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Ndanyi v. Aureon HR I Inc.

United States District Court, D. South Carolina, Greenville Division

October 29, 2018

Pamila Ndanyi, Plaintiff,
v.
Aureon HR I Inc., Woodland at Furman, Bobby Kimmons, Brady Reese, Defendants.

          REPORT AND RECOMMENDATION OF MAGISTRATE JUDGE

          JACQUELYN D. AUSTIN, U.S. MAGISTRATE JUDGE

         This matter is before the Court on a motion to dismiss filed by Defendants The Woodlands at Furman, Bobby Kimmons, and Brandy Reese (“the Moving Defendants”).[1][Doc. 6.] Based on the June 24, 2017, termination from her job, Plaintiff alleges claims pursuant to Title VII of the Civil Rights Act of 1964, as amended (“Title VII”), as well as other state-law claims. Pursuant to the provisions of 28 U.S.C. § 636 (b)(1)(A) and Local Civil Rule 73.02(B)(2)(g), D.S.C., all pretrial matters in employment discrimination cases are referred to a United States Magistrate Judge for consideration.

         Plaintiff filed this action in the Greenville County Court of Common Pleas. [Doc. 1-1.] On September 13, 2018, the Moving Defendants removed the case to this Court[2] and filed a motion to dismiss the action. [Docs. 1; 6.] Plaintiff filed a response in opposition on October 8, 2018. [Doc. 12.] The Moving Defendants filed a reply on October 15, 2018. [Doc. 14.] Accordingly, the motion to dismiss is ripe for review.

         BACKGROUND

         Plaintiff's Complaint alleges that on June 24, 2017, Plaintiff was employed by some Defendants and that she was terminated because she had previously filed a South Carolina Workers' Compensation claim and because she had filed discrimination charges with the South Carolina Human Affairs Commission and/or the Equal Employment Opportunity Commission (“EEOC”). [Doc. 1-1 at 4-5.]

         In their notice of removal, the Moving Defendants contended that Plaintiff's claim that she was terminated in retaliation for filing a claim with the EEOC “presumably . . . alleged violation of Title VII.” [Doc. 1 at 2.] On that basis, the Moving Defendants maintained that “this Court has federal question jurisdiction over this action pursuant to 28 U.S.C. § 1331, and this action may be removed to this Court pursuant to 28 U.S.C. § 1441(a).” [Id. at 3.] The Moving Defendants asserted that this Court should “accept supplemental jurisdiction as to [Plaintiff's] state-law claims pursuant to 28 U.S.C. §1367(a)” because those claims “form part of the same case or controversy” as the Title VII claims. [Id.]

         APPLICABLE LAW

         Motion to Dismiss Standards

         Rule 12(b)(1)

         A motion to dismiss under Rule 12(b)(1) examines whether the complaint fails to state facts upon which jurisdiction can be founded. Fed.R.Civ.P. 12(b)(1). It is the plaintiff's burden to prove jurisdiction, and the court is to “regard the pleadings' allegations as mere evidence on the issue, and may consider evidence outside the pleadings without converting the proceeding to one for summary judgment.” Richmond, Fredericksburg & Potomac R.R. Co. v. United States, 945 F.2d 765, 768 (4th Cir. 1991). To resolve a jurisdictional challenge under Rule 12(b)(1), the court may consider undisputed facts and any jurisdictional facts that it determines. See Id. The court may dismiss a case for lack of subject matter jurisdiction on any of the following bases: “‘(1) the complaint alone; (2) the complaint supplemented by undisputed facts evidenced in the record; or (3) the complaint supplemented by undisputed facts plus the court's resolution of disputed facts.'” Johnson v. United States, 534 F.3d 958, 962 (8th Cir. 2008) (quoting Williamson v. Tucker, 645 F.2d 404, 413 (5th Cir. 1981)).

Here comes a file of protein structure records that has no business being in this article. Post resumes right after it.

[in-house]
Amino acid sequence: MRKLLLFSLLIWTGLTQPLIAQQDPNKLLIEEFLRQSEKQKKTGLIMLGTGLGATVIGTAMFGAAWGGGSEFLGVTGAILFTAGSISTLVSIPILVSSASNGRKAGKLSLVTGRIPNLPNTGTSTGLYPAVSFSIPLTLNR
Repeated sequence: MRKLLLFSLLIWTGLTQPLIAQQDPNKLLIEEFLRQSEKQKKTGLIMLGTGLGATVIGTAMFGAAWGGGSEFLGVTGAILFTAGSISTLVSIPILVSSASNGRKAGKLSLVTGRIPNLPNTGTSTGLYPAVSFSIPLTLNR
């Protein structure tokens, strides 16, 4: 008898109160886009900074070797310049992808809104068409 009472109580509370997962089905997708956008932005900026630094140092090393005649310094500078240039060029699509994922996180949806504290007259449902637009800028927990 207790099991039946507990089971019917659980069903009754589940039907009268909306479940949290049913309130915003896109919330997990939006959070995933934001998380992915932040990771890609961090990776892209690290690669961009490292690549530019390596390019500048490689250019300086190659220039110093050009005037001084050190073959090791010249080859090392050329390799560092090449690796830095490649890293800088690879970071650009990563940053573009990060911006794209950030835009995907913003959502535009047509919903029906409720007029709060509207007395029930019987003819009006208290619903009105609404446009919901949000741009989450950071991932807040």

Rule 12(b)(6)

         Under Rule 12(b)(6) of the Federal Rules of Civil Procedure, a claim should be dismissed if it fails to state a claim upon which relief can be granted. When considering a motion to dismiss, the court should “accept as true all well-pleaded allegations and should view the complaint in a light most favorable to the plaintiff.” Mylan Labs., Inc. v. Matkari, 7 F.3d 1130, 1134 (4th Cir. 1993). However, the court “need not accept the legal conclusions drawn from the facts” nor “accept as true unwarranted inferences, unreasonable conclusions, or arguments.” Eastern Shore Mkts., Inc. v. J.D. Assocs. Ltd. P'ship, 213 F.3d 175, 180 (4th Cir. 2000). Further, for purposes of a Rule 12(b)(6) motion, a court may rely on only the complaint's allegations and those documents attached as exhibits or incorporated by reference. See Simons v. Montgomery Cnty. Police Officers, 762 F.2d 30, 31 (4th Cir. 1985). If matters outside the pleadings are presented to and not excluded by the court, the motion is treated as one for summary judgment under Rule 56 of the Federal Rules of Civil Procedure. Fed.R.Civ.P. 12(d).

         With respect to well-pleaded allegations, the United States Supreme Court explained the interplay between Rule 8(a) and Rule 12(b)(6) in Bell Atlantic Corp. v. Twombly:

Federal Rule of Civil Procedure 8(a)(2) requires only “a short and plain statement of the claim showing that the pleader is entitled to relief, ” in order to “give the defendant fair notice of what the . . . claim is and the grounds upon which it rests.” While a complaint attacked by a Rule 12(b)(6) motion to dismiss does not need detailed factual allegations, a plaintiff's obligation to provide the “grounds” of his “entitle[ment] to relief” requires more than labels and conclusions, and a formulaic recitation of the elements of a cause of action will not do. Factual allegations must be ...

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